From streaming media to China’s bond market, Morgan Stanley identified dozens of debates where the firm’s views diverge from market consensus. Here are five highlights.
The New Year will likely ring in a new investing narrative, marked by slowing growth in the U.S. and the revival of emerging markets. While the broader themes of higher core inflation, tighter monetary policy and trade tensions factor into the overall outlook, investors will find no shortage of nuance within regions, asset classes and sectors.
Morgan Stanley Research recently identified dozens of global debates in which the firm's views diverge from market consensus. These ideas are wide-ranging—from analyses on individual stocks to regional forecasts—but all have the potential to affect relative performance. Here are five highlights for global investors.
In 2018, market volatility and high valuations dampened investor enthusiasm for music and video streaming platforms. At the same time, those factors darkened the already gloomy outlook for cable and satellite companies. But regardless of how markets moved, consumers continued to eschew traditional media in favor of the “on-demand” model of viewing—and Morgan Stanley believes that trend could continue to surge in 2019.
“Both TV and music are transitioning to a streaming-first distribution model due to the proliferation of high bandwidth networks and smart devices," says Morgan Stanley Head of Media Research Benjamin Swinburne. “This has created massive uncertainty around technology, media and telecommunications stocks and, in some cases, masks real opportunity."
Swinburne and his team project that customer growth for the leading video platform and music platform could translate to upward of 25% and 30% revenue growth, respectively, in 2019. Meanwhile, share prices for these players ended the year roughly 40% below their 2018 highs.
Meanwhile, investors should not assume that all cable stocks are doomed to fail, as consumers favor on-demand media. On the contrary, the two largest cable companies in North America now have more broadband customers than video customers, and generate more gross profit from connectivity than pay-television.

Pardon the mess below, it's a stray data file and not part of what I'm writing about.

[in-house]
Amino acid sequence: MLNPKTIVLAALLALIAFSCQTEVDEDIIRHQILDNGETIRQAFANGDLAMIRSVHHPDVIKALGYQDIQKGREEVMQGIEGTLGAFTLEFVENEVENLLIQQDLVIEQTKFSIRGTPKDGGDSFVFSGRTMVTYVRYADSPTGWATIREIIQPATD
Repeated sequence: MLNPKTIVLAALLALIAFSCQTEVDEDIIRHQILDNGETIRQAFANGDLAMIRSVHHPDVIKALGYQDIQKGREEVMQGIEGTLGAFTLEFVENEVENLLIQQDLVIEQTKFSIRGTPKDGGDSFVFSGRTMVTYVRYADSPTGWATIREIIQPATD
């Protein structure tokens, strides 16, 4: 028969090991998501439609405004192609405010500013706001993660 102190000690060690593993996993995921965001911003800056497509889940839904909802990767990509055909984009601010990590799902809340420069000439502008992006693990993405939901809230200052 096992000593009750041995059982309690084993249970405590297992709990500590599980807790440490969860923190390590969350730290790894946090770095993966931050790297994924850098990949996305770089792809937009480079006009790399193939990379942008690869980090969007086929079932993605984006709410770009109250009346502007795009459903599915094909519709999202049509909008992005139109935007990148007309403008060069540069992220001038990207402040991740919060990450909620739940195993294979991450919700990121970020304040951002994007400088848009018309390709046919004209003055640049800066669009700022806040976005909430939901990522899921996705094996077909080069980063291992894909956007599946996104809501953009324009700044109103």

“Rising consumer demand for bandwidth and the proliferation of connected devices in the home play to cable's network strengths," says Swinburne, who expects the cable giants to add more than a million broadband customers each in the coming year.
In 2018, the China government bond (CGB) market saw unprecedented inflows, to the tune of $79 billion in the first 10 months. Could 2019 set another record for inflows?
“If we extrapolate the year-to-date inflows to come up with an expectation of 2018 inflows, the one-year inflows would be similar to the entire stock of Brazil, the largest foreign holding in emerging markets," says Emerging Market Fixed Income Strategist Min Dai.
While the consensus view holds that China’s loosening fiscal policy and weakening yuan will stifle such flows in 2019, Morgan Stanley strategists believe that China’s bond market will continue to garner new foreign investment.
As of October, around $240 billion in Chinese bonds, most of which are CGBs, were held outside of the country. Central banks and sovereign wealth funds are the primary buyers; asset managers are notably absent. However, in April, Bloomberg will add China to its Global Aggregate Index, phasing it in over 20 months, until it accounts for 5.5% of that benchmark.
This should open doors for asset managers to begin allocating some of their fixed income assets to China. “Assuming that $2 trillion of assets under management are tracking the index, such an inclusion could trigger $110 billion in inflows," says Dai. Other index providers could follow, ushering in an average of $80 billion a year in new money to the CGB market between 2019 and 2021.